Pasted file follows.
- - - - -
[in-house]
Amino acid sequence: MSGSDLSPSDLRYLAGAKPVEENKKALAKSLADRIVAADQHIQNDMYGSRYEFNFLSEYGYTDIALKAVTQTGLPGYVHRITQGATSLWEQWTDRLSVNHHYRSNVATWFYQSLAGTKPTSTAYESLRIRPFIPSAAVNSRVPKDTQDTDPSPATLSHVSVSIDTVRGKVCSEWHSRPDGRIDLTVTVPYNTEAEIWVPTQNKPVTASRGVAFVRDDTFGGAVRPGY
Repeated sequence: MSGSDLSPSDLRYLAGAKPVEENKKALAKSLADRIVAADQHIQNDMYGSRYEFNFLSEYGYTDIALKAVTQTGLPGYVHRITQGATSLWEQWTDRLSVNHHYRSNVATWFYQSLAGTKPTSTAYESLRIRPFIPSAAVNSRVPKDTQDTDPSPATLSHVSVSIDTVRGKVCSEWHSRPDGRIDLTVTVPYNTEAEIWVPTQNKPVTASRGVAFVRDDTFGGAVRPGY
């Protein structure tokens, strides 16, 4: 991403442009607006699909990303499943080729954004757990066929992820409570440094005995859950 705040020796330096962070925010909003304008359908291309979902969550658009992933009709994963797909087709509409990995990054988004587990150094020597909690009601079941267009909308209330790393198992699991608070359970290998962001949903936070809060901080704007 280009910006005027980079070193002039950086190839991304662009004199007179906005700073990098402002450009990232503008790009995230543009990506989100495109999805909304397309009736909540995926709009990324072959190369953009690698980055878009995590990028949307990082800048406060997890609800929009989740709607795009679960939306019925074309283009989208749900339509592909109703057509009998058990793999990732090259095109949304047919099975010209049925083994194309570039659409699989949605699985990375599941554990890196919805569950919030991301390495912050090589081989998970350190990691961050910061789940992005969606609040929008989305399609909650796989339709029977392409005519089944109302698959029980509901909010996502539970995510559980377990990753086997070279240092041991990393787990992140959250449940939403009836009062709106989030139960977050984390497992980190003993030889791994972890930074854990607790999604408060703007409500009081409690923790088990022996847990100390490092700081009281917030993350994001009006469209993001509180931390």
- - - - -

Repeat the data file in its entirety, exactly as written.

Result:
[in-house]
Amino acid sequence: MSGSDLSPSDLRYLAGAKPVEENKKALAKSLADRIVAADQHIQNDMYGSRYEFNFLSEYGYTDIALKAVTQTGLPGYVHRITQGATSLWEQWTDRLSVNHHYRSNVATWFYQSLAGTKPTSTAYESLRIRPFIPSAAVNSRVPKDTQDTDPSPATLSHVSVSIDTVRGKVCSEWHSRPDGRIDLTVTVPYNTEAEIWVPTQNKPVTASRGVAFVRDDTFGGAVRPGY
Repeated sequence: MSGSDLSPSDLRYLAGAKPVEENKKALAKSLADRIVAADQHIQNDMYGSRYEFNFLSEYGYTDIALKAVTQTGLPGYVHRITQGATSLWEQWTDRLSVNHHYRSNVATWFYQSLAGTKPTSTAYESLRIRPFIPSAAVNSRVPKDTQDTDPSPATLSHVSVSIDTVRGKVCSEWHSRPDGRIDLTVTVPYNTEAEIWVPTQNKPVTASRGVAFVRDDTFGGAVRPGY
């Protein structure tokens, strides 16, 4: 991403442009607006699909990303499943080729954004757990066929992820409570440094005995859950 705040020796330096962070925010909003304008359908291309979902969550658009992933009709994963797909087709509409990995990054988004587990150094020597909690009601079941267009909308209330790393198992699991608070359970290998962001949903936070809060901080704007 280009910006005027980079070193002039950086190839991304662009004199007179906005700073990098402002450009990232503008790009995230543009990506989100495109999805909304397309009736909540995926709009990324072959190369953009690698980055878009995590990028949307990082800048406060997890609800929009989740709607795009679960939306019925074309283009989208749900339509592909109703057509009998058990793999990732090259095109949304047919099975010209049925083994194309570039659409699989949605699985990375599941554990890196919805569950919030991301390495912050090589081989998970350190990691961050910061789940992005969606609040929008989305399609909650796989339709029977392409005519089944109302698959029980509901909010996502539970995510559980377990990753086997070279240092041991990393787990992140959250449940939403009836009062709106989030139960977050984390497992980190003993030889791994972890930074854990607790999604408060703007409500009081409690923790088990022996847990100390490092700081009281917030993350994001009006469209993001509180931390």